By Dennis Thompson
TUESDAY, Jan. 9, 2018 (HealthDay News) -- Breakthroughs in breast cancer screening and treatment have slashed the percentage of women dying from the disease, a new analysis reveals.
"Advances in screening and treatment are saving lives," said lead researcher Sylvia Plevritis, a professor of radiology and biomedical data science at the Stanford University School of Medicine. "Here's an example that all this investment in research and discovery has had a real benefit. This has translated into making a difference."
Screening and treatment reduced breast cancer deaths by 49 percent in 2012, compared with a 37 percent reduction in 2000, according to the study.
Treatments that target specific types of breast cancer have generated the most scientific advancement and, as such, have taken a larger role in saving lives, the researchers found.
Better cancer treatments accounted for 63 percent of the reduction in breast cancer deaths in 2012, compared with 37 percent due to early detection of cancer through screening, the study findings showed.
Back in 2000, treatment and screening were of equal importance, splitting 50-50 the lives saved from breast cancer, the researchers said.
Hormone therapy now is available to counter breast cancers spurred by estrogen, while the targeted drug Herceptin (trastuzumab) has been a wonder in treating breast cancers caused by genetic abnormalities, explained Dr. Len Lichtenfeld, deputy chief medical officer for the American Cancer Society.
These new treatments, combined with improvements in traditional chemotherapy, are helping more women beat breast cancer, Lichtenfeld said.
The greatest advance in breast cancer screening during the same period was the move to digital mammography, which produces cleaner and better images, he added.
"For the period between 2000 and 2012, there were some advances made in the technology for screening for breast cancer, but there was greater impact made by treatment," Lichtenfeld said.
For the study, Plevritis and her colleagues fed breast cancer monitoring data into a series of six different computer simulations.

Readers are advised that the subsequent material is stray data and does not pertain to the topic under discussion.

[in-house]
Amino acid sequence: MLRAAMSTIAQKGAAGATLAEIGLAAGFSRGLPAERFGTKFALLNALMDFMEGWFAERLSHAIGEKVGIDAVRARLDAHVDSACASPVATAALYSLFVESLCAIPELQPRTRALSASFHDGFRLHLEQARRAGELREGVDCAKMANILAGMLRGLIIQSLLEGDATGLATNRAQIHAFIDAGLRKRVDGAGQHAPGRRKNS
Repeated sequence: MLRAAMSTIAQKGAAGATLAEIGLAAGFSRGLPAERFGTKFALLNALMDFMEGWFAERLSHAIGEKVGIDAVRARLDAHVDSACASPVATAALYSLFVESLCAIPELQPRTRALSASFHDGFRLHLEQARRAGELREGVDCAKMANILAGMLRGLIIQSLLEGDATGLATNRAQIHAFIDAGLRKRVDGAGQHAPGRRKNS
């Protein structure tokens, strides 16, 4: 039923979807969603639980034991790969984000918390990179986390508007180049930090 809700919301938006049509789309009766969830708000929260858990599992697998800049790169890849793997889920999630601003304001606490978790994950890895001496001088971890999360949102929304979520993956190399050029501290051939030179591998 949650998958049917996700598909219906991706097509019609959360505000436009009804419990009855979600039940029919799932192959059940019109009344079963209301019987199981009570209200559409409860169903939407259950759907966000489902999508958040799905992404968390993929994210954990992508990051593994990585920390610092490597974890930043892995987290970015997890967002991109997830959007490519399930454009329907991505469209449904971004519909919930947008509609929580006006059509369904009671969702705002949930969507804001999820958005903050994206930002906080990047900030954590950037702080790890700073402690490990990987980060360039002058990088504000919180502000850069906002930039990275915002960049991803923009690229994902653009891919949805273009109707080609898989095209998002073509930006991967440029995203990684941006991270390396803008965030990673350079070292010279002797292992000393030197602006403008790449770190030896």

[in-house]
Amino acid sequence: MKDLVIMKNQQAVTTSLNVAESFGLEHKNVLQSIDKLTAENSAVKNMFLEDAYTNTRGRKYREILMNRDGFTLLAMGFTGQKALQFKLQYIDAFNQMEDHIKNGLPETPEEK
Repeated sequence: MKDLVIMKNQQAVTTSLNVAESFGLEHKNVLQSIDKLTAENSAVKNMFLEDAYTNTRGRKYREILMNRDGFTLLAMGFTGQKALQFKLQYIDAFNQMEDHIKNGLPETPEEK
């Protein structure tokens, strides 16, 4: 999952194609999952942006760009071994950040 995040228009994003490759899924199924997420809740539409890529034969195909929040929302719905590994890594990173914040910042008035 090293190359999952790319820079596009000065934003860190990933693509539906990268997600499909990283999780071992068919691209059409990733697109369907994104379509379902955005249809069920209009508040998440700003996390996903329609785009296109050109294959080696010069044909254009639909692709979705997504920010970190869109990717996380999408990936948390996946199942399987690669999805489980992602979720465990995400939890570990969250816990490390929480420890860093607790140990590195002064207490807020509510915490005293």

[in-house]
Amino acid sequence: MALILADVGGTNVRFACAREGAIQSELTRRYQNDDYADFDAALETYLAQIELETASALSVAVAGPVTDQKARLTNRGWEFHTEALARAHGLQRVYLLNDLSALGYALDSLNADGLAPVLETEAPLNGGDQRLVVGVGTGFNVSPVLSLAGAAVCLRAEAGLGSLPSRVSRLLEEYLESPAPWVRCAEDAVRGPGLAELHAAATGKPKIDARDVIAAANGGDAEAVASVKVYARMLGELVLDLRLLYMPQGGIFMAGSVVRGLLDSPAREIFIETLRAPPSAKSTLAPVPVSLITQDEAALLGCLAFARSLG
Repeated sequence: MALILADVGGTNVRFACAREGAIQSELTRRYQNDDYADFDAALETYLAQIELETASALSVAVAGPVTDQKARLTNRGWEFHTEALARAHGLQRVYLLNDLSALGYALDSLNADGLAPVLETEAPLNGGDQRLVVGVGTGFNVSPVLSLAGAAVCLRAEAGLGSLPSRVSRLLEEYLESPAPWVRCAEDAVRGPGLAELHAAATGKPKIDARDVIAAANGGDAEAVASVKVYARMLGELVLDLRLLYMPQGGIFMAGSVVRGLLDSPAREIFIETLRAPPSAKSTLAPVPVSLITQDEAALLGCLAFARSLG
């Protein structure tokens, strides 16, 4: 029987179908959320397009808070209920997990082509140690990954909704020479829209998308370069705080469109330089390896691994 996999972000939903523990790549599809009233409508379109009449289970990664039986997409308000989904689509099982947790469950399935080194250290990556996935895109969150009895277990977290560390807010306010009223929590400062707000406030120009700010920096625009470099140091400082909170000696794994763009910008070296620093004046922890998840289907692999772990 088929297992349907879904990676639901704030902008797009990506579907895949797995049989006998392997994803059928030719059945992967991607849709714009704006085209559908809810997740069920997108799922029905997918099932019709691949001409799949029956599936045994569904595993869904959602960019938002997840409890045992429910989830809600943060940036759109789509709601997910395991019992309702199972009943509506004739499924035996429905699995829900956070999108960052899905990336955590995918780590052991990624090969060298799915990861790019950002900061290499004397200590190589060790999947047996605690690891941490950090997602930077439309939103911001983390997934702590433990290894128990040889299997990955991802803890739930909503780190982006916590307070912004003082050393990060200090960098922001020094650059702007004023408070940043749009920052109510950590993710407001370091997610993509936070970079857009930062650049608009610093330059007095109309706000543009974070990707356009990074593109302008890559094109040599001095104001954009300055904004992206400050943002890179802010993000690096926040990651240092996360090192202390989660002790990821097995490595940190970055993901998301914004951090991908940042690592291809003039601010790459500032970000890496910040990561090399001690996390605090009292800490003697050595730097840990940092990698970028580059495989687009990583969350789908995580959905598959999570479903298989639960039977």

Each simulation estimated what the death rate would have been in a given year between 2000 and 2012 without the availability of state-of-the-art screening and treatment, and how much each contributed to the reduction in deaths, Plevritis said.
The computer analysis also looked at how much reduction had taken place within different subtypes of breast cancer.
For example, treatment accounts for about 69 percent of the lives saved in women with cancers driven by both estrogen and genetic abnormalities, while screening is associated with only 31 percent of the mortality decline, the investigators said.
On the other hand, screening still plays a large role in saving the lives of women with so-called "triple-negative" breast cancer, which is not driven by either hormones or genetics. Triple-negative cancers account for about 12 percent of all breast cancer cases, but are nearly twice as common in black women than white women, according to the American Cancer Society.
About 48 percent of the decline in deaths due to triple-negative breast cancer can be chalked up to screening and 52 percent to treatment, similar to the split found in 2000, the researchers said.
"Mammography is an important contributor to the reduction in breast cancer mortality," Plevritis said. "But the overall benefit is greater largely because of the advances in treatment."
Screening remains important because breast cancers detected early are easier to treat, said Dr. Daniel Hayes, clinical director of the University of Michigan breast oncology program.
"Early detection makes the systemic treatment better as well," said Hayes, who's also immediate past president of the American Society of Clinical Oncology. "Most of us who take care of patients still believe rational screening programs are good public health policy. No matter what kind of cancer you have, detecting it early with screening and then treating it substantially reduces your risk of dying from it," he added.
According to Lichtenfeld, "These computer models clearly show that mammography reduces mortality from breast cancer and has made a significant contribution over time. We should not take the message that everything's about treatment. That's not the right message."
The study findings were published Jan. 9 in the Journal of the American Medical Association.
For more on breast cancer, visit the American Cancer Society.
SOURCES: Sylvia Plevritis, Ph.D., professor, radiology and biomedical data science, Stanford University School of Medicine, Stanford, Calif.; Len Lichtenfeld, M.D., deputy chief medical officer, American Cancer Society; Daniel Hayes, M.D., clinical director, breast oncology program, University of Michigan, and immediate past president, American Society of Clinical Oncology; Jan. 9, 2018, Journal of the American Medical Association
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